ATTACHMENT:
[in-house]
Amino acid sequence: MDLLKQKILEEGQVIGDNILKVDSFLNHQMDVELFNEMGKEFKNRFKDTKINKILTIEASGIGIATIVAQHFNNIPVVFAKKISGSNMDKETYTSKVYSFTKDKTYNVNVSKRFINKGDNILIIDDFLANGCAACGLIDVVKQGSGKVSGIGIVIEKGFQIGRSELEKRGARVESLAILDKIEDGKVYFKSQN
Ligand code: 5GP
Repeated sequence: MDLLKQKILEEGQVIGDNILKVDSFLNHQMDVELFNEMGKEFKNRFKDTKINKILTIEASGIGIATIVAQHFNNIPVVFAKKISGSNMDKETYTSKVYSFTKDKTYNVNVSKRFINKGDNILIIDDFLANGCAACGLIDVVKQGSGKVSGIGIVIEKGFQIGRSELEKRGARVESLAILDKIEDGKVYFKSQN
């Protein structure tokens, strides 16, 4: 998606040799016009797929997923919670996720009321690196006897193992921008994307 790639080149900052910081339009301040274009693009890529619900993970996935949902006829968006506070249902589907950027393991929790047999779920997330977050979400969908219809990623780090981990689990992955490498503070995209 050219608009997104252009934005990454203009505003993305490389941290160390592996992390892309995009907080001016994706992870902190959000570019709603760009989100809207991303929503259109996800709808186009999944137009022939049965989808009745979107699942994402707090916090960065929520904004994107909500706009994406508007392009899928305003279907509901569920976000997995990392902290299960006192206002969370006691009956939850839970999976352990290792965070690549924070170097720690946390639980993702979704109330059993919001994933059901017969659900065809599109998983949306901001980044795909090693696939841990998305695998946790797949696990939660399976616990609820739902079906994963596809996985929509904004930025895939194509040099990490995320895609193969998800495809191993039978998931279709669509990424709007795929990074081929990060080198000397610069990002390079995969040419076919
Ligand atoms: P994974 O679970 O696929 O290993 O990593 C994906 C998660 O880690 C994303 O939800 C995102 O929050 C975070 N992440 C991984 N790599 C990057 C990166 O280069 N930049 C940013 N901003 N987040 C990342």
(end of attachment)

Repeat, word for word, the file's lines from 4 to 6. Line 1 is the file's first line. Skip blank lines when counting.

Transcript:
Repeated sequence: MDLLKQKILEEGQVIGDNILKVDSFLNHQMDVELFNEMGKEFKNRFKDTKINKILTIEASGIGIATIVAQHFNNIPVVFAKKISGSNMDKETYTSKVYSFTKDKTYNVNVSKRFINKGDNILIIDDFLANGCAACGLIDVVKQGSGKVSGIGIVIEKGFQIGRSELEKRGARVESLAILDKIEDGKVYFKSQN
């Protein structure tokens, strides 16, 4: 998606040799016009797929997923919670996720009321690196006897193992921008994307 790639080149900052910081339009301040274009693009890529619900993970996935949902006829968006506070249902589907950027393991929790047999779920997330977050979400969908219809990623780090981990689990992955490498503070995209 050219608009997104252009934005990454203009505003993305490389941290160390592996992390892309995009907080001016994706992870902190959000570019709603760009989100809207991303929503259109996800709808186009999944137009022939049965989808009745979107699942994402707090916090960065929520904004994107909500706009994406508007392009899928305003279907509901569920976000997995990392902290299960006192206002969370006691009956939850839970999976352990290792965070690549924070170097720690946390639980993702979704109330059993919001994933059901017969659900065809599109998983949306901001980044795909090693696939841990998305695998946790797949696990939660399976616990609820739902079906994963596809996985929509904004930025895939194509040099990490995320895609193969998800495809191993039978998931279709669509990424709007795929990074081929990060080198000397610069990002390079995969040419076919
Ligand atoms: P994974 O679970 O696929 O290993 O990593 C994906 C998660 O880690 C994303 O939800 C995102 O929050 C975070 N992440 C991984 N790599 C990057 C990166 O280069 N930049 C940013 N901003 N987040 C990342």